Northern Ireland

Four firms in Northern Ireland put into administration

Chambers Coach Hire
Image caption The firm's administrator said there was no threat of job losses among its 85 staff

There are fears that up to 80 people could lose their jobs after four companies went into administration. Our business correspondent Kevin Magee looks at the potential impact.

These four local companies have run into difficulties in the same week as there have been dire warnings about the impact of the government's spending cuts.

Two companies from the Coleraine based Kennedy Group have gone into administration.

They are Kennedy Contracts and Concrete Products.

Fifty-five employees could lose their jobs.

The company said the downturn in the construction industry, "coupled with the lack of support available within the banking sector", had left the directors "no option" but to cease operations.

Another construction company, NMC Developments, which is a major house builder in north and west Belfast has also gone into administration.

Northern Ireland's largest independent bus company Chambers is also in difficulty.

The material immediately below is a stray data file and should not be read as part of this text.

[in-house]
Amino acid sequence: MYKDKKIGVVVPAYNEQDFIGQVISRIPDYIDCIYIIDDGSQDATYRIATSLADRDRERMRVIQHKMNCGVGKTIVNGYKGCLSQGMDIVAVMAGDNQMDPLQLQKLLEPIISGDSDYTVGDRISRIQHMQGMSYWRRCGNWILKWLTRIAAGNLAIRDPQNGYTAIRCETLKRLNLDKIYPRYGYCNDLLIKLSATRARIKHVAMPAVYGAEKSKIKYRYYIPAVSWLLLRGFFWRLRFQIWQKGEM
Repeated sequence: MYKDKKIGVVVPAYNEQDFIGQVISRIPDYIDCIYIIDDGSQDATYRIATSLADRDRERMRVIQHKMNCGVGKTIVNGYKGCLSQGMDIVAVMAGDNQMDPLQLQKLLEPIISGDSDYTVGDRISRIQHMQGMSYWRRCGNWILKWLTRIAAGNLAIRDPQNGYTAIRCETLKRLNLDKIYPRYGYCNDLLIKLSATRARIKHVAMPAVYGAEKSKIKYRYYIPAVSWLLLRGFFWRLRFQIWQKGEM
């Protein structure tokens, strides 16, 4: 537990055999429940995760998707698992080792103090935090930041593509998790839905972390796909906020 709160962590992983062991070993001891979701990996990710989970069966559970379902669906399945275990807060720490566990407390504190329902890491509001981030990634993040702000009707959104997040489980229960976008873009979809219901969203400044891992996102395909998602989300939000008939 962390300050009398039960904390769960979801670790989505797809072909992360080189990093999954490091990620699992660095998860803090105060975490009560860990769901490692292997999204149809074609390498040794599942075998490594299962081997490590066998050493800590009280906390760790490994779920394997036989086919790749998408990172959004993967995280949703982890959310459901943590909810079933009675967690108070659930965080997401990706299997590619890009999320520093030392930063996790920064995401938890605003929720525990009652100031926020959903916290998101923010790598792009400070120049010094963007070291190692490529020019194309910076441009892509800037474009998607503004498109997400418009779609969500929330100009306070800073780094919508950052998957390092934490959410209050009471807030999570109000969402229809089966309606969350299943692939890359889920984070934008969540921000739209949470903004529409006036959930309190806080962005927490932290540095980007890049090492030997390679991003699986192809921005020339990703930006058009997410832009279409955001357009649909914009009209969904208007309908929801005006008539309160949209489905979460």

The administrator said he was confident there would be no job losses among the County Londonderry firm's 85 staff and its services would continue as normal.

Anticipation

The Moneymore-based firm's private hire operation has been sold.

And there are fears that the 27-strong work force at an engineering firm in Limavady will go.

The Ulster Bank called the administrators into the Limavady Gear company which makes wind turbines.

It moved into the 17-acre former Seagate factory in the town last year in anticipation of growing demand for its products.

The company was a leading light in the renewable energy sector and was assisted by the industrial support agency Invest NI.

But it is understood the Ulster Bank has demanded repayment on its loans and the company has gone into administration.

While the administrator hopes the business could be sold as a going concern, its said a significant number of the 30 strong workforce will be made redundant.

Long before the cuts begin to take any affect, the local economy, especially the construction sector remains vulnerable and the availability of finance remains a problem for many companies.

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